SWAT model calibration of a grid-based setup
The eco-hydrological model SWAT (Soil and Water Assessment Tool) is a useful tool to simulate the effects of catchment processes and water management practices on the water cycle. For each catchment some model parameters (e.g. ground water delay time, ground water level) remain constant and therefore are used as constant values; other parameters such as soil types or land use are spatially variable and thus have to be spatially discretized. SWAT setup interfaces process input data to fit the data format requirements and to discretize the spatial characteristics of the catchment area. The primarily used configuration is the sub-watershed discretization scheme. This spatial setup method, however, results in a loss of spatial information which can be problematic for SWAT applications that require a spatially detailed description of the catchment area. At present no SWAT interface is available which provides the management of input and output data based on grid cells. To fill this gap, the authors developed a grid-based model interface.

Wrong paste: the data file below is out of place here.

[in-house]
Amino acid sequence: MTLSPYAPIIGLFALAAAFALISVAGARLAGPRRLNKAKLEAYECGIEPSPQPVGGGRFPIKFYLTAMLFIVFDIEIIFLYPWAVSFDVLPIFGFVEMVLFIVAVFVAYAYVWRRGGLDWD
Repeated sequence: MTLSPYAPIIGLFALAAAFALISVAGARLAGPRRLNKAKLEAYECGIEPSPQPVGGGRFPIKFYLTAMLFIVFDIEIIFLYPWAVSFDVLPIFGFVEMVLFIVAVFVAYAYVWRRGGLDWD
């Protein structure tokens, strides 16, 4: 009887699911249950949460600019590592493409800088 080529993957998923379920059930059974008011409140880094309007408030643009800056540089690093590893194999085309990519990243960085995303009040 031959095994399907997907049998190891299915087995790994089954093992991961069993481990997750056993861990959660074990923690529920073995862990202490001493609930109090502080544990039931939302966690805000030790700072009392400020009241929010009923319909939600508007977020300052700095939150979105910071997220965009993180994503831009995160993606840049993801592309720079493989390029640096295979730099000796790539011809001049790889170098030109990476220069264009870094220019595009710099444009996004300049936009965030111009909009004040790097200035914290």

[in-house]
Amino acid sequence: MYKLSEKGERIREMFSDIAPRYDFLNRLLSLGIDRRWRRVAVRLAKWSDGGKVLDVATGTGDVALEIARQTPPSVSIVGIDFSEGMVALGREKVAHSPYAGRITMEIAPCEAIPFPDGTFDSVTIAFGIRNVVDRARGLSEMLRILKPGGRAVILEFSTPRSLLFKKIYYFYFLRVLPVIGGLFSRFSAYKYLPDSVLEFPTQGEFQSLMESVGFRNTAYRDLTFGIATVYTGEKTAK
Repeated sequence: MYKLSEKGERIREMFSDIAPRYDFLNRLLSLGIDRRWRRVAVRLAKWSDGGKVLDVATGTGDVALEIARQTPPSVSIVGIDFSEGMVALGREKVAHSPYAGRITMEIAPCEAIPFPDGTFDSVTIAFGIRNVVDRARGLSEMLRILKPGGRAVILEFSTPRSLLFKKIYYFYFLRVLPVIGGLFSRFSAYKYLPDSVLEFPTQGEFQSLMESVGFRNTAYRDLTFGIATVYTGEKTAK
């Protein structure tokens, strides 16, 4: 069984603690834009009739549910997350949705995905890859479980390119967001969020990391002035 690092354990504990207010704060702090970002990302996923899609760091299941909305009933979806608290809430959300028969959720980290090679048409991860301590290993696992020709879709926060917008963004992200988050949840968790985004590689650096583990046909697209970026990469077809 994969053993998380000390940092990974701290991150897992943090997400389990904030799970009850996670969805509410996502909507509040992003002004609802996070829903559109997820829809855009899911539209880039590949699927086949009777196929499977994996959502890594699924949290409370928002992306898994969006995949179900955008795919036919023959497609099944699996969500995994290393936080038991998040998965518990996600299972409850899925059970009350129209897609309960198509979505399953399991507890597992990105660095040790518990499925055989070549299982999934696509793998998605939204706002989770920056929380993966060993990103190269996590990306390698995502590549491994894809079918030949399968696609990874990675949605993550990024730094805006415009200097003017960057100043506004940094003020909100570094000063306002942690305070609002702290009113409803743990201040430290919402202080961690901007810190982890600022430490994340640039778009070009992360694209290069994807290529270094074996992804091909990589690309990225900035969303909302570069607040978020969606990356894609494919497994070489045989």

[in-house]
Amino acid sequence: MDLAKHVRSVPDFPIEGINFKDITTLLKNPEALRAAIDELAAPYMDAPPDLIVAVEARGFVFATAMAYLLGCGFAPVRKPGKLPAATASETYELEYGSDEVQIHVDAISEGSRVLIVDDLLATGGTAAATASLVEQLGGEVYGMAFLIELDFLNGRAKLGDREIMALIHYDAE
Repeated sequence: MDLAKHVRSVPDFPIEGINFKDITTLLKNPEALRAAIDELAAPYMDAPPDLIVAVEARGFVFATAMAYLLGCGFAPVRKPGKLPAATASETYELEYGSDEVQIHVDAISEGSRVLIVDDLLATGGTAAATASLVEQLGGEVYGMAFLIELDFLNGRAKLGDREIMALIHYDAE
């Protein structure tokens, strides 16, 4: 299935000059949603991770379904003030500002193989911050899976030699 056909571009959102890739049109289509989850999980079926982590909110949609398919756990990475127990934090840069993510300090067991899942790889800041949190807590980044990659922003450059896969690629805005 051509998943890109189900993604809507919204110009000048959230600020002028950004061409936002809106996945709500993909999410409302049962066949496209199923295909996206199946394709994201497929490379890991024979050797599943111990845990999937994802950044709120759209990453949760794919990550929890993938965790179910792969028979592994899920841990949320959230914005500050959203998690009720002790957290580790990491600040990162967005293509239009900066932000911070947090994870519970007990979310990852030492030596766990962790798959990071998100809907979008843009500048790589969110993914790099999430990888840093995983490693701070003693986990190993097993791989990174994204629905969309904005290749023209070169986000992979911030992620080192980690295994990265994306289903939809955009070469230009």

To perform hydrological studies, the SWAT user first calibrates the model to fit to the environmental and hydrological conditions of the catchment. Compared to the sub-watershed approach, the grid-based setup significantly increases model computation time and hence aggravates calibration according to established calibration guidelines. This paper describes how a conventional set of sub-watershed SWAT parameters can be used to calibrate the corresponding grid-based model. The procedure was evaluated in a sub-catchment of the River Elbe (Northern Germany). The simulation of daily discharge resulted in Nash-Sutcliffe efficiencies ranging from 0.76 to 0.78 and from 0.61 to 0.65 for the calibration and validation period respectively; thus model performance is satisfactory. The sub-watershed and grid configuration simulate comparable discharges at the catchment outlet ( R2 = 0.99). Nevertheless, the major advantage of the grid-based set-up is an enhanced spatial description of landscape units inducing a more realistic spatial distribution of model output parameters.